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<strong>FOR SAFETY’S SAKE:</strong>  Hoping to remedy a bevy of security shortcomings, such as the above pictured practice of having to transport prisoners from holding cells in the Figueroa Division courthouse across the street to the Anacapa criminal courtrooms, state-funded plans are moving forward to build an entirely new courthouse in Santa Barbara.

Paul Wellman

FOR SAFETY’S SAKE: Hoping to remedy a bevy of security shortcomings, such as the above pictured practice of having to transport prisoners from holding cells in the Figueroa Division courthouse across the street to the Anacapa criminal courtrooms, state-funded plans are moving forward to build an entirely new courthouse in Santa Barbara.


Courting a New Courthouse

State Picks Preferred Home for S.B. Criminal Facility


If the state gets its wish, five years from now, Santa Barbara will have a brand-spanking-new criminal courthouse just a short walk away from where court employees currently do their business. With $152 million worth of funding already in place to help make the magic happen, members of California’s Public Works Board approved last week what they are calling the “preferred alternative” in the planning process for a new and vastly improved Santa Barbara courthouse.

Though there is a fair bit of red tape still in the way, come late 2015, the Hayward property at 1025 Santa Barbara Street — in conjunction with two adjacent county-owned properties — would become home to a 97,000-square-foot criminal court facility, essentially housing all the activities currently split between the Figueroa Division, the Jury Services building on Santa Barbara Street, and the two criminal courtrooms still in use at the historic Anacapa Street County Courthouse. “There is still a lot of work to be done before it is official,” explained Teresa Ruano from the state’s Administrative Office of the Courts (AOC). “But the Hayward site is what we hope to move forward with.”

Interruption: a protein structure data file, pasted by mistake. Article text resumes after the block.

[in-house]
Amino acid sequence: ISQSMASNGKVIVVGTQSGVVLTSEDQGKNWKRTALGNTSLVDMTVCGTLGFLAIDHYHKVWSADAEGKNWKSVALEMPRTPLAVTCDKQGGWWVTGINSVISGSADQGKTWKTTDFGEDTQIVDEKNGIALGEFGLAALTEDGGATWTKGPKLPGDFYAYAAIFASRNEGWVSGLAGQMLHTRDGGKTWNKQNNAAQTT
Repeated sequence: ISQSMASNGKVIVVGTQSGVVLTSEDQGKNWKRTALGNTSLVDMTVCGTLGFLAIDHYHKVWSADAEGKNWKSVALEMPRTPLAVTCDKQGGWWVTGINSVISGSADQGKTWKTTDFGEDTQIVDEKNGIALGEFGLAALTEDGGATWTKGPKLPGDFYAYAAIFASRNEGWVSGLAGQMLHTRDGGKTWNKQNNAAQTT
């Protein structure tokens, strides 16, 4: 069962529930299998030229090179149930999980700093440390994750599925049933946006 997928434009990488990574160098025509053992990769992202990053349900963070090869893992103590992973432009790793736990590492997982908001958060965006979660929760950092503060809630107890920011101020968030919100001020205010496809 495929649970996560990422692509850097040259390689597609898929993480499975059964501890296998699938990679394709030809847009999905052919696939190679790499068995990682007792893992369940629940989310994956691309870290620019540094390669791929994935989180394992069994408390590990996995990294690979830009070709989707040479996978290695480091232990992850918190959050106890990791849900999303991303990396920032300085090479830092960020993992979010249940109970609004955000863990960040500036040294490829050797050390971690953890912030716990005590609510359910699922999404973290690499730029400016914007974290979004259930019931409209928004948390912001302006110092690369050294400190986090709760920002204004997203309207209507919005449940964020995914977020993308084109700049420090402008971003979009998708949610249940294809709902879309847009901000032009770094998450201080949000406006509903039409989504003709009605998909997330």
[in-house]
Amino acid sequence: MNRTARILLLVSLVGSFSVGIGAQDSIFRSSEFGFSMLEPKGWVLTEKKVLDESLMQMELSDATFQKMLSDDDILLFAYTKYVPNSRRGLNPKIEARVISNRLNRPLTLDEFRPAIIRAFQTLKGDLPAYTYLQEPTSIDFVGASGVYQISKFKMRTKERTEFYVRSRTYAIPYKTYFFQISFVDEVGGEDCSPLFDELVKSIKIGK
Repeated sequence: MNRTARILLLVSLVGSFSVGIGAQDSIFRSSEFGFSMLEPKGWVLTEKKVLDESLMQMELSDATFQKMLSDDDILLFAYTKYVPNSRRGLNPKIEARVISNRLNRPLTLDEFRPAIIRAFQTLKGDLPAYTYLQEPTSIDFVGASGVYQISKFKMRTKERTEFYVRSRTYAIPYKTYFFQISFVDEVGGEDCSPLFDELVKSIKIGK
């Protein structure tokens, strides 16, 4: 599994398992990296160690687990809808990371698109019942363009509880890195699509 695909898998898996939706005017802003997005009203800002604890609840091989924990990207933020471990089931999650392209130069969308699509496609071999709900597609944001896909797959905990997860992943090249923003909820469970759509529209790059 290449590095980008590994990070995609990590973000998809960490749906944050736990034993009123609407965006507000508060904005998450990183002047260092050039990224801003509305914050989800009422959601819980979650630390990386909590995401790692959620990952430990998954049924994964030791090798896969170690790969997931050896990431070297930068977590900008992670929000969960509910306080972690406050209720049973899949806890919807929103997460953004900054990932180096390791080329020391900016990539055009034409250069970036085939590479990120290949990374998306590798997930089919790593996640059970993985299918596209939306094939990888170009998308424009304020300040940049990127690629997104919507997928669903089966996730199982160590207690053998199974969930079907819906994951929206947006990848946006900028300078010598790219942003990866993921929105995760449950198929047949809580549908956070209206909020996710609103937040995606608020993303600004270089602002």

After 2008’s State Senate Bill 1407 earmarked some $5 billion in state dough for court upgrades and reconstruction via court fees and penalties, the AOC began formulating a court-by-court master plan. Part of this process was compiling a short list of facilities that were most in need of an overhaul. Of the 41 identified in the state, Santa Barbara, according to Ruano, “floated to the top by virtue of urgency.” Chief among the reasons cited for our “need” is the anything-but-ideal current situation of transporting prisoners across the street from the holding cells in the Figueroa building to the Anacapa courts, the lack of industry-standard security measures in both the Anacapa and Figueroa buildings, nonsecure judges chambers, substandard holding cells, and several building- and safety-code violations in the Figueroa location.

With all this in mind, AOC staffers, after determining that a retrofit of the Figueroa Division to meet the various aforementioned needs would be more costly than simply rebuilding somewhere new, began the nearly yearlong process of finding a future home for the Santa Barbara criminal and traffic courts. The still-forming plan calls for a new eight-courtroom facility, a 240-space parking structure, and assorted other facilities spread over some 2.8 acres on and around the Hayward lot. The actual proposed area includes two lots associated with Hayward and two county-owned lots immediately adjacent to the current Figueroa court building. It remains to be seen what exactly would become of the current Jury Services and Figueroa facilities — both owned by the state — the latter the subject of extensive security upgrades just a few months ago.

The recent site choice, should it eventually become a reality, is no doubt a major boon for the local economy — according to AOC numbers it would equal some 3,000 jobs — and would inject a marked bit of foot traffic in an often overlooked part of the downtown neighborhood. However, the deal is far from done, cautioned Ruano. First, the four parcels need to actually be purchased and the Government Code allots only $41.5 million of the overall budget to do so. Second, a full Environmental Impact Report process would have to have to be successfully navigated. Third, a Memorandum of Understanding with the city’s Redevelopment Agency would need to be brokered as the properties are within its plan area. Lastly, the AOC must also provide the State Public Works Board with an as-yet-unnamed second alternative to throw in the mix. Even with all the hurdles to clear, the AOC still aims to have preliminary plans (i.e., architectural drawings, etc.) in place by September 2013 and to start construction by early 2014.

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